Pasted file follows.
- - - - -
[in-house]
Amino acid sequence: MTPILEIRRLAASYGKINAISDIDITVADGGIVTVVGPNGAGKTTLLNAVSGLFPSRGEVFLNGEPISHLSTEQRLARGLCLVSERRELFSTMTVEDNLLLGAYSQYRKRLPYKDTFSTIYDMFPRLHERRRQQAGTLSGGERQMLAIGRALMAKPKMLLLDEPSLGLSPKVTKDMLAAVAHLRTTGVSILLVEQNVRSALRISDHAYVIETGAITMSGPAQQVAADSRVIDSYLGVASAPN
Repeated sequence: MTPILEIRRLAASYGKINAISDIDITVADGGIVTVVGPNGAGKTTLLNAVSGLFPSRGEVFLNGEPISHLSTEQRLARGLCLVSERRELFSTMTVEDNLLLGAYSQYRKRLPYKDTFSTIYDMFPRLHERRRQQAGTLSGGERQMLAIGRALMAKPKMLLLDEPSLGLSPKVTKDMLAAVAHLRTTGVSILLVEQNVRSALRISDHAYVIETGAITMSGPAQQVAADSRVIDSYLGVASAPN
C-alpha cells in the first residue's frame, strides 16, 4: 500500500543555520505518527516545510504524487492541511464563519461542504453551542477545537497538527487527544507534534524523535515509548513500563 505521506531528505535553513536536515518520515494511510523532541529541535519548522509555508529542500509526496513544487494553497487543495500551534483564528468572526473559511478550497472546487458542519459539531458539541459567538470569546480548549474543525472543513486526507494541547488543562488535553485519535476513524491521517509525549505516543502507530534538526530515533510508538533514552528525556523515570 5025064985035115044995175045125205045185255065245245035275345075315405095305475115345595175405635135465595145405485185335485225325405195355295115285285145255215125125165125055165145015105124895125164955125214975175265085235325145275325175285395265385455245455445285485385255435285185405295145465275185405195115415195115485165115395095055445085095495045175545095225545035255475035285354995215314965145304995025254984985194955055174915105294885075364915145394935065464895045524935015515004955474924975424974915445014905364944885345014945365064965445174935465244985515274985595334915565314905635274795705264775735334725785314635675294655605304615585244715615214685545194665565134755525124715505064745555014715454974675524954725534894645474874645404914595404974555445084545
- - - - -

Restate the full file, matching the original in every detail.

[in-house]
Amino acid sequence: MTPILEIRRLAASYGKINAISDIDITVADGGIVTVVGPNGAGKTTLLNAVSGLFPSRGEVFLNGEPISHLSTEQRLARGLCLVSERRELFSTMTVEDNLLLGAYSQYRKRLPYKDTFSTIYDMFPRLHERRRQQAGTLSGGERQMLAIGRALMAKPKMLLLDEPSLGLSPKVTKDMLAAVAHLRTTGVSILLVEQNVRSALRISDHAYVIETGAITMSGPAQQVAADSRVIDSYLGVASAPN
Repeated sequence: MTPILEIRRLAASYGKINAISDIDITVADGGIVTVVGPNGAGKTTLLNAVSGLFPSRGEVFLNGEPISHLSTEQRLARGLCLVSERRELFSTMTVEDNLLLGAYSQYRKRLPYKDTFSTIYDMFPRLHERRRQQAGTLSGGERQMLAIGRALMAKPKMLLLDEPSLGLSPKVTKDMLAAVAHLRTTGVSILLVEQNVRSALRISDHAYVIETGAITMSGPAQQVAADSRVIDSYLGVASAPN
C-alpha cells in the first residue's frame, strides 16, 4: 500500500543555520505518527516545510504524487492541511464563519461542504453551542477545537497538527487527544507534534524523535515509548513500563 505521506531528505535553513536536515518520515494511510523532541529541535519548522509555508529542500509526496513544487494553497487543495500551534483564528468572526473559511478550497472546487458542519459539531458539541459567538470569546480548549474543525472543513486526507494541547488543562488535553485519535476513524491521517509525549505516543502507530534538526530515533510508538533514552528525556523515570 5025064985035115044995175045125205045185255065245245035275345075315405095305475115345595175405635135465595145405485185335485225325405195355295115285285145255215125125165125055165145015105124895125164955125214975175265085235325145275325175285395265385455245455445285485385255435285185405295145465275185405195115415195115485165115395095055445085095495045175545095225545035255475035285354995215314965145304995025254984985194955055174915105294885075364915145394935065464895045524935015515004955474924975424974915445014905364944885345014945365064965445174935465244985515274985595334915565314905635274795705264775735334725785314635675294655605304615585244715615214685545194665565134755525124715505064745555014715454974675524954725534894645474874645404914595404974555445084545